Feedback - Thoughts on Reviews and How to Grow A Feedback Loop


#1

There are many problems with marketplace and Steam reviews.

I honestly do not understand why authors from here take them as serious and to heart as much as they do.

I understand using what you can for self-improving and I understand better then most how they impact sales but neither of those reasons should be enough to cause the weight given them overall.


Samuel_H_Young: A general update
#2

There aren’t a lot of ways to have tangible feedback from the readership outside of these forums. It’s hard to know what people want if they don’t say, and reviews are as close to a direct pipeline to what they want as anyone can manage.


#3

Preface - If Samuel wants us to take this elsewhere, I understand. But I would like to address this and in doing so maybe address something that bothers me about observations about this matter from other authors as well …

As I said, I do understand their use as tools for improvement. Given time and practice, often you can glean things to help your future development.

There is no easy way to build a true feedback network. It is much easier with tools like Paetron and Tumblr today then it was 10 years ago, but it still takes a lot of time and effort to do this properly. The things I see @Eric_Moser do, with attending local conferences and trying different promotional tactics are just a sample of the hustle often required to make things work, marketingwise. It is the same with feedback.

I disagree with you about reviews being “as close to a direct pipeline to what they want as anyone can manage.”

There are a lot of things that you, as an author, can do. For example, establishing a Tmblr for yourself as an author and for your project is one way that many here have discovered that really builds a feedback loop much more focused, much more relevant and much more truthful. It also is writing based so should not be as stressful or alien as other things that you can do.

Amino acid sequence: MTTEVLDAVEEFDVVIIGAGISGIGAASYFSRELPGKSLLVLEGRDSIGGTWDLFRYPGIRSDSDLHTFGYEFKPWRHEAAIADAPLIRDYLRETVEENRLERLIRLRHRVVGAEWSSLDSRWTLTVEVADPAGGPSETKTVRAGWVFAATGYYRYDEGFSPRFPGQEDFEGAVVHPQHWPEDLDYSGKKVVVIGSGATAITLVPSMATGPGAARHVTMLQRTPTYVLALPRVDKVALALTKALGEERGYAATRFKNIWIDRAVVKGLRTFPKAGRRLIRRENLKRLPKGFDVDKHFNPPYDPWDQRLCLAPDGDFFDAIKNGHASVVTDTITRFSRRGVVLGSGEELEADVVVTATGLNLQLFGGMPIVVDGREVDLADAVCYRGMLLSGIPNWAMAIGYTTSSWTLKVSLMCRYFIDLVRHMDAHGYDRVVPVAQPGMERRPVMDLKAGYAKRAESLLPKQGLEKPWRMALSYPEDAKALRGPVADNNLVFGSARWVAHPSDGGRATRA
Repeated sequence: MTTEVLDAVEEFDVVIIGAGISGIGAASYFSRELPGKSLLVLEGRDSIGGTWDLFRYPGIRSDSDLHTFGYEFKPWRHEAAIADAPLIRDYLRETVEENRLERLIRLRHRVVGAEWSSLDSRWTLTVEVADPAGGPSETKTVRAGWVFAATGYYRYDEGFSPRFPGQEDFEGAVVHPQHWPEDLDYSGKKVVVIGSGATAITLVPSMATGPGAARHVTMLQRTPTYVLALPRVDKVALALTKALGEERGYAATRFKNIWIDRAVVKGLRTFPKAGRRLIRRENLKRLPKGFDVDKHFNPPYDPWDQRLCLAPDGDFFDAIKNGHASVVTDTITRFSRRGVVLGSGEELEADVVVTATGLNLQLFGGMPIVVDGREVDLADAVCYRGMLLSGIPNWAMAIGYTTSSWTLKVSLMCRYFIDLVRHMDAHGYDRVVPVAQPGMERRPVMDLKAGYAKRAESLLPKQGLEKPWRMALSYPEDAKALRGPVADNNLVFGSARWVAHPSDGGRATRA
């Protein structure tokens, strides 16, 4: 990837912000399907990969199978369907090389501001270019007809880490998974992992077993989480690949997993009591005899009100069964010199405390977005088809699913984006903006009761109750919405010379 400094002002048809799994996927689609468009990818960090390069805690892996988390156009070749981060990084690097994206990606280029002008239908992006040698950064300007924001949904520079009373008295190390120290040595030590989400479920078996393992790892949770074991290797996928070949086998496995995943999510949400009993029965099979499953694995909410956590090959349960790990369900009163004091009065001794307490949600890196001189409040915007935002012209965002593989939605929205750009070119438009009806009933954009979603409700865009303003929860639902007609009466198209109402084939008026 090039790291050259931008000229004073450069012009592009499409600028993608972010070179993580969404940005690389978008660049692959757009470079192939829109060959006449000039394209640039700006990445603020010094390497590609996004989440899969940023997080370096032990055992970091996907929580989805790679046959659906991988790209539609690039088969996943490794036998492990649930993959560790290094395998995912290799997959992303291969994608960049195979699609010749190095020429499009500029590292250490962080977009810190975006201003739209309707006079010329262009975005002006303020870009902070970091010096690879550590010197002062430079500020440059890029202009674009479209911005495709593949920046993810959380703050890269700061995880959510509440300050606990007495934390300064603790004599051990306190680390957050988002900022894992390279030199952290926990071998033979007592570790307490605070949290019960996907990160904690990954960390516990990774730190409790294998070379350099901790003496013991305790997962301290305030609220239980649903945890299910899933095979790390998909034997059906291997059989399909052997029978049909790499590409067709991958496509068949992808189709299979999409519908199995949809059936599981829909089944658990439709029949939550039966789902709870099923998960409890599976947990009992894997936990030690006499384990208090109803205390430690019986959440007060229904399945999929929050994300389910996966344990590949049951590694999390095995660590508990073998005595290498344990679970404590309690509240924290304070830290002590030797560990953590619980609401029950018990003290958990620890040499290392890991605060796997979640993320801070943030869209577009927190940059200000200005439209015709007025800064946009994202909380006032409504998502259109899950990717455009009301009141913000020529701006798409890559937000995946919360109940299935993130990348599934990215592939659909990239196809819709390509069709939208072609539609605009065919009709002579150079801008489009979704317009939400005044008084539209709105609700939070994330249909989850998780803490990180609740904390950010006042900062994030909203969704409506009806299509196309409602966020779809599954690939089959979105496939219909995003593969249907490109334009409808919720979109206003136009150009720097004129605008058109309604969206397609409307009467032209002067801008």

Getting a focus group established for you project is also often a pretty easy thing for many that come here - convert your table-top/rpg group into a reader’s core … people you have been gaming with for years will be a much truer source for immediate feedback and the fact that many of these groups have migrated to discord makes it as simple as talking to them directly. Most of your friends would be honored to become an important part of your development.

These are just things that involve minimum effort that pay-off thousand-fold over using reviews as your pipeline to understanding what people want.

I’m sure experienced authors have writing circles and other resources they can help new writers explore and teach how to make…

Resources that are much better for feedback are just waiting to be utilized. Reviews made on the marketplace or Steam do have value but in my humble opinion, they do not deserve the weight that they are often given in this community.


#4

I agree with you and disagree same time. I am Spanish and except the tmblr I can’t do absolutely anything you say.Here people of my age not rp there is no conferences at all. Except comics thousands km away and once a year. My friends don’t speak English.

Samuel here could have a dedicated fan base and testers.
but someone like me Lol has to force people to reading my stuff and most people give a shit and don’t say anything or even worse say It is okay… period.So I except one or two person I am writing more 70,000 words absolutely BLIND of feedback like by absolutely myself.